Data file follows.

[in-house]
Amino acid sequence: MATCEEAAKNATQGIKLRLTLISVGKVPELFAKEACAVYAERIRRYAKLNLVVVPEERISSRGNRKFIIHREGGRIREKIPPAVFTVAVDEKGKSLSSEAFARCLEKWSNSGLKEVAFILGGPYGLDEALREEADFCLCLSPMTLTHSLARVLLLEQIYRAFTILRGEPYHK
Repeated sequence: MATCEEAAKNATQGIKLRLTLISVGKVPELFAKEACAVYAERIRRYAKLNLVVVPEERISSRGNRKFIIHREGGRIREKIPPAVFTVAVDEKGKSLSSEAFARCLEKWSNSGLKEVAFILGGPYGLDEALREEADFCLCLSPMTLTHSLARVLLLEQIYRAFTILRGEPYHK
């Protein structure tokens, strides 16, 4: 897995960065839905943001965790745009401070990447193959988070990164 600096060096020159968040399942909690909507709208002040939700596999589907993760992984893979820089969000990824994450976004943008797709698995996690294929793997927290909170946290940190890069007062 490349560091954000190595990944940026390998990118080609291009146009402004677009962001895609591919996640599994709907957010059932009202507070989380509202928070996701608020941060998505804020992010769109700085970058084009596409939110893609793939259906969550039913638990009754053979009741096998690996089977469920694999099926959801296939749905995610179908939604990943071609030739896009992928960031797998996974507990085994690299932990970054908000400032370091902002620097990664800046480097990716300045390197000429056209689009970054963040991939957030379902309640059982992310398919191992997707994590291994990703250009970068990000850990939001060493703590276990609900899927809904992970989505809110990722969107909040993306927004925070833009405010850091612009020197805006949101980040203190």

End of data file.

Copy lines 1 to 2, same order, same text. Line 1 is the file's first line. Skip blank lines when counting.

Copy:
[in-house]
Amino acid sequence: MATCEEAAKNATQGIKLRLTLISVGKVPELFAKEACAVYAERIRRYAKLNLVVVPEERISSRGNRKFIIHREGGRIREKIPPAVFTVAVDEKGKSLSSEAFARCLEKWSNSGLKEVAFILGGPYGLDEALREEADFCLCLSPMTLTHSLARVLLLEQIYRAFTILRGEPYHK